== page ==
It’s been billed as the biggest change in New Zealand telecommunications for more than 50 years.
Heather Wright looks at some of the opportunities the UFB rollout presents for the reseller community.
From network upgrades, to cloud and videoconferencing opportunities and on to technologies as yet undeveloped or even thought of, ultrafast broadband opens up a world of opportunities for New Zealand consumers and businesses – and perhaps none more so than the reseller channel.
For while the channel will get all the benefits of using UFB, there’s also a plethora of sales opportunities around technologies which are expected to take off along with UFB, not to mention getting networks up to speed for UFB.
Rohan McMahon, strategy director for Crown Fibre Holdings which is managing the Government’s $1.5 billion investment in UFB infrastructure, says the channel needs to size up the opportunities for their customers and also for their own business and supply chain.
“If we just use it to download email at work or to watch YouTube videos faster at home, we’re missing the opportunities,” he says, noting that while download speeds are improved on UFB, it’s the upload speeds, at a minimum of 12 times faster, and the committed information rate, at 60 times greater than the default copper offering – which offer the biggest improvements.
McMahon says at the end of June, 76,000 premises had access to UFB, with 1200 connections up and running.
“And it’s grown since then and is only accelerating.”
He says the ICT sector in general will need to help guide businesses, from the largest enterprises through to the smallest home business, through the change procesas and provide guidance on how they can use UFB.
Meanwhile, Charlie Boyd, Orcon general manager of wholesale, says UFB will create opportunities simply by forcing people to think more about applications and making it harder to make money just from selling pipes and access.
Upgrade, upgrade, upgrade McMahon says there are a number of key areas where he expects resellers to benefit early on, including upgrading network equipment.
“People need to think about the equipment they’re using in the home and business. It has to be fit for purpose for UFB and that’s where organisations from the likes of Orcon through to systems integrators can help out, putting in gateways or customer premise equipment.
He says homes and small businesses using Wi-Fi also present opportunities, with older routers not able to get the highest speeds and instead serving up an ‘inadequate’ speed.
“There’s also the advisory opportunity there. If the kit is not fit for UFB, people get an inadequate experience and that’s the last thing we want.”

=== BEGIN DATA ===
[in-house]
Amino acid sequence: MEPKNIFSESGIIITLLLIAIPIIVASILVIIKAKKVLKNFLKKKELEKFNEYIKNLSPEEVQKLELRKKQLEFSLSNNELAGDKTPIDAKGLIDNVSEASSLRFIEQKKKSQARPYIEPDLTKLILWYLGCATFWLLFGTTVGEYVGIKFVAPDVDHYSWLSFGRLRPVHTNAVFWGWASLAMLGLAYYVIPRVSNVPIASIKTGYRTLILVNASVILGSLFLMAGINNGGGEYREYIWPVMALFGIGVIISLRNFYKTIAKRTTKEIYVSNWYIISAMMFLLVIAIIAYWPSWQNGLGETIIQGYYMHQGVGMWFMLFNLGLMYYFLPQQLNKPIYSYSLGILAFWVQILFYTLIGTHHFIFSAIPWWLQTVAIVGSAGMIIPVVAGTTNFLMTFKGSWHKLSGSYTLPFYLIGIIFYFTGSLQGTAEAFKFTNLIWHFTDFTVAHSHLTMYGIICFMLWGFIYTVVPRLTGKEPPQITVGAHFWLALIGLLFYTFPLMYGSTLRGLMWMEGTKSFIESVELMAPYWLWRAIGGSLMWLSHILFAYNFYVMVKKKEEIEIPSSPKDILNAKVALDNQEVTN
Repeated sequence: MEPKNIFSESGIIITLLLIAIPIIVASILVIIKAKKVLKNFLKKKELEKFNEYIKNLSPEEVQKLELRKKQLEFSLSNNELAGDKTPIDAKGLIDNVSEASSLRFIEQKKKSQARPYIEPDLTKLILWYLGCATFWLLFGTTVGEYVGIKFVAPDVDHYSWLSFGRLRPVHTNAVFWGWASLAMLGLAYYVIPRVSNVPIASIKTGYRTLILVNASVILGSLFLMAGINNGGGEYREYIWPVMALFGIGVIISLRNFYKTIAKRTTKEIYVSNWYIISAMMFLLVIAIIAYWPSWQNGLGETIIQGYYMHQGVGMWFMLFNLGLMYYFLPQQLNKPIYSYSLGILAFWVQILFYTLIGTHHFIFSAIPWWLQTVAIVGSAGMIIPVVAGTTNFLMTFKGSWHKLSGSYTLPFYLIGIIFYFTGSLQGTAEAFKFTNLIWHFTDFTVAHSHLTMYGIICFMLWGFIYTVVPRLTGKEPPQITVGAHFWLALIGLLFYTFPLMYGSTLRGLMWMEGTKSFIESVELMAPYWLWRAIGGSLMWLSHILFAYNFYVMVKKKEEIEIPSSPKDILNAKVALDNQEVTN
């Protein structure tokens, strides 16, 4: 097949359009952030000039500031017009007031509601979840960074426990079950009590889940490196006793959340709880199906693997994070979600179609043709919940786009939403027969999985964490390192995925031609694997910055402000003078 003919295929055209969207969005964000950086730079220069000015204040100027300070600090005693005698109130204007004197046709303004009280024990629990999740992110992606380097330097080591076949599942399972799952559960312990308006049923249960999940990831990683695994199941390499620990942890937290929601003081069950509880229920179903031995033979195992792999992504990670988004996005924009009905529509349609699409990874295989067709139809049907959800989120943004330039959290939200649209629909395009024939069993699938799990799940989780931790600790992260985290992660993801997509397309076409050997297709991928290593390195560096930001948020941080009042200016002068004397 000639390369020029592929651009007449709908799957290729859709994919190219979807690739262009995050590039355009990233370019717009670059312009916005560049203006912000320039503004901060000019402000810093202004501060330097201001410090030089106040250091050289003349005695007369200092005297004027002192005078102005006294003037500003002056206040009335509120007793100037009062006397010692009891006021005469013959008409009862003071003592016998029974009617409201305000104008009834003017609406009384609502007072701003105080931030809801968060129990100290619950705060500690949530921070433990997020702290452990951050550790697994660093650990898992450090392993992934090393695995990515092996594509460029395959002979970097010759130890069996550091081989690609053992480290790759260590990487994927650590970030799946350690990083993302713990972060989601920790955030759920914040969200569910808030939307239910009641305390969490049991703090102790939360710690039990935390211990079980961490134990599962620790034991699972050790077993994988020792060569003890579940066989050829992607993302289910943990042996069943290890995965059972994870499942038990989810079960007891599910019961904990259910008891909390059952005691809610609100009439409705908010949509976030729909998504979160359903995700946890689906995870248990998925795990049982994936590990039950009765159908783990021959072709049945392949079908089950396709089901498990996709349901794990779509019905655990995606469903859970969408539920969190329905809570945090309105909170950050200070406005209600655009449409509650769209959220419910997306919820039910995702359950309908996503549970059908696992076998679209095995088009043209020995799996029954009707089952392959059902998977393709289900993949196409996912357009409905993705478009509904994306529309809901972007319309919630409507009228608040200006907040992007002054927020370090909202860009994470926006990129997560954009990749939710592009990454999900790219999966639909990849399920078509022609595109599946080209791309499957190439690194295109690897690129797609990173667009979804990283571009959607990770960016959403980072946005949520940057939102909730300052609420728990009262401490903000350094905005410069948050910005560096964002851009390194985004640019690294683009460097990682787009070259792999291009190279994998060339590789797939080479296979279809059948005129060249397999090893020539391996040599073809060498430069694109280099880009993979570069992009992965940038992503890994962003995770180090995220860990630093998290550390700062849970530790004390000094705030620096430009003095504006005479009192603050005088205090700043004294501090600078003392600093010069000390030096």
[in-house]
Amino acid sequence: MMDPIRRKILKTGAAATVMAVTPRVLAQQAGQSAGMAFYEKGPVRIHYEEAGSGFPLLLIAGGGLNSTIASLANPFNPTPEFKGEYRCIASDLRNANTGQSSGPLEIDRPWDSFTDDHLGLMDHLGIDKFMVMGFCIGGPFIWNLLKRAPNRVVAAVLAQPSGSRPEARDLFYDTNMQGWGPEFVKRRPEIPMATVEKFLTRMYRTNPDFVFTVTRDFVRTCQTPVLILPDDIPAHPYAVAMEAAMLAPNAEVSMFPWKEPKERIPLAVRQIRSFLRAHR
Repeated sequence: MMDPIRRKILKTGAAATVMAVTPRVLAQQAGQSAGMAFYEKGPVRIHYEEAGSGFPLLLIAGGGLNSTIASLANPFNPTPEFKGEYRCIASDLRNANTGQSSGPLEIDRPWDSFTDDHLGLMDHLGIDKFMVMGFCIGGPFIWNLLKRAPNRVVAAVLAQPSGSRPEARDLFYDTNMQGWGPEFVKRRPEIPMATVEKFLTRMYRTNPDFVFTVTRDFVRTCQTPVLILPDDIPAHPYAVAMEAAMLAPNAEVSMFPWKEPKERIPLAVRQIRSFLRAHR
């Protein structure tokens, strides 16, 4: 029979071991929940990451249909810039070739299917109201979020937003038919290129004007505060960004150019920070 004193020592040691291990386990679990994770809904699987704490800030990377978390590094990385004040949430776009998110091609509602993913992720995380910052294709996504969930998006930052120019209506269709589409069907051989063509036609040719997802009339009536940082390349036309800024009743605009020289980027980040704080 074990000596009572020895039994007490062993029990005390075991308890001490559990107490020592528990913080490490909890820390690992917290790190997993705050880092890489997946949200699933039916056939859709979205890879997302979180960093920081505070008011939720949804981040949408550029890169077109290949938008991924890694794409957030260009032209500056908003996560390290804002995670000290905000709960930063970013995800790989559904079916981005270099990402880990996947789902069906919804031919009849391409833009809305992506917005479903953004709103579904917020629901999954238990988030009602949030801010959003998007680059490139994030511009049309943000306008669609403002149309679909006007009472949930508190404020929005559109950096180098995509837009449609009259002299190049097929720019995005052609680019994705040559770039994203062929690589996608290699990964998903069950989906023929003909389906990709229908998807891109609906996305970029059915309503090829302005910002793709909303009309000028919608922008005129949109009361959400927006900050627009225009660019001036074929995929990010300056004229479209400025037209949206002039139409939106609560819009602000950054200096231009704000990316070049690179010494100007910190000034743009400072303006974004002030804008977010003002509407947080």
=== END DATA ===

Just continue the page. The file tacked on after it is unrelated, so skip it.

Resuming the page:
McMahon says firewalls have also presented some issues for early UFB customers with some not getting the service they expected because firewalls were speed limited.
“So there’s plenty of advisory work and we are certainly telling people to talk to their technology advisors or their IT service provider to help them. So we hope we will see latent demand there.”
That’s a view shared by Richard Wade, Cisco consulting systems architect, who says customers may require network infrastructure, including switching and routing, with increased performance in order to take advantage of the improved bandwidth, and may also want to introduce IPv6 capability to their networks as part of this refresh cycle.
He says a security refresh may also be in order for many, with firewalls and other security appliances/applications needing to be upgraded in order to cope.
“Customers wishing to deploy BYOD architectures may require additional equipment or increased functionality in their security and IT systems in order to support the necessary policy enforcement functions. Successful deployment of BYOD should enable employees to work effectively whether at home, on the road, or in the workplace,” Wade says.
Voice as cost justification
Most agree that VoIP and videoconferencing will be early winners and McMahon says videoconferencing specialist Asnet Technologies has already reported a ‘mini boom’ in conferencing linked to UFB, in recent months.
Patrick Kershaw, founding chief executive of One Fibre, which provides UFB and voice services to the commercial sector via Chorus, says as the UFB commercial market takes off there is a limited window of opportunity for wholesalers and resellers to tap into it, buying package deals that they can then offer to their own clients.
“With the bigger telcos coming into the IT services space, revenue streams [for resellers] is really being impacted, and they’re looking for other solutions [to bolster revenue].”
One Fibre offers both wholesale and channel-based offerings. Kershaw says on the wholesale side, resellers can package together the access with services they are offering.
“Typically the first step we’re seeing is putting infrastructure in, then VoIP, and then we’re seeing IT services layered on top – cloud and subsidiary services.”
Kershaw agrees offerings like VoIP will be big drivers in the first couple of years. “This network is being built to replace the copper network. People often forget that it’s scheduled to be decommissioned the same as is happening with television and happened with the old [CDMA] phone network.
“A lot will use voice as a cost justification tool.”
Orcon’s Boyd agrees, saying New Zealanders will be forced to ‘get serious’ about VoIP, and says resellers and wholesalers will be crating packages that include voice solutions – ‘anything from business trunking products to more bundled offerings’.
“That’s going to appeal to IT integration organisations looking to bundle it in with other services.